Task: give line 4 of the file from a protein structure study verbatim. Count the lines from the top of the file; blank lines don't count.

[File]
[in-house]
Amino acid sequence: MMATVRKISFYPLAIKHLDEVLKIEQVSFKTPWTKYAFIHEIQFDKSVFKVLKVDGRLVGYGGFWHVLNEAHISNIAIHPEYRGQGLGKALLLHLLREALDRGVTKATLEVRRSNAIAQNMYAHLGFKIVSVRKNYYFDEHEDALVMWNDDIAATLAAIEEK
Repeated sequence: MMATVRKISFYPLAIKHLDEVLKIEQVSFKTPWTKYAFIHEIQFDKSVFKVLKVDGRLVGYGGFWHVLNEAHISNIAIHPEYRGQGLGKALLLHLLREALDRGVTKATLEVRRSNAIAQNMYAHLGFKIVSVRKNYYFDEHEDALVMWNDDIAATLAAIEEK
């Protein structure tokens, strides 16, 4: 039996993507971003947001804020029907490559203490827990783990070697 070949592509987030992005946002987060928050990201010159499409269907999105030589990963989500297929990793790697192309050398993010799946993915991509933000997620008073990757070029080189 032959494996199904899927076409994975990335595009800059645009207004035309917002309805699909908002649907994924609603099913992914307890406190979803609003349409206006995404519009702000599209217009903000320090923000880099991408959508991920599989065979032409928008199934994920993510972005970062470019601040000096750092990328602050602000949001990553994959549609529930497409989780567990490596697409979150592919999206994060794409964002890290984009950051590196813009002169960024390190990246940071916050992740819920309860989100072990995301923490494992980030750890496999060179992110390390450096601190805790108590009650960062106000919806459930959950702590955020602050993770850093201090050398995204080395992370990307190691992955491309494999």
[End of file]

């Protein structure tokens, strides 16, 4: 039996993507971003947001804020029907490559203490827990783990070697 070949592509987030992005946002987060928050990201010159499409269907999105030589990963989500297929990793790697192309050398993010799946993915991509933000997620008073990757070029080189 032959494996199904899927076409994975990335595009800059645009207004035309917002309805699909908002649907994924609603099913992914307890406190979803609003349409206006995404519009702000599209217009903000320090923000880099991408959508991920599989065979032409928008199934994920993510972005970062470019601040000096750092990328602050602000949001990553994959549609529930497409989780567990490596697409979150592919999206994060794409964002890290984009950051590196813009002169960024390190990246940071916050992740819920309860989100072990995301923490494992980030750890496999060179992110390390450096601190805790108590009650960062106000919806459930959950702590955020602050993770850093201090050398995204080395992370990307190691992955491309494999």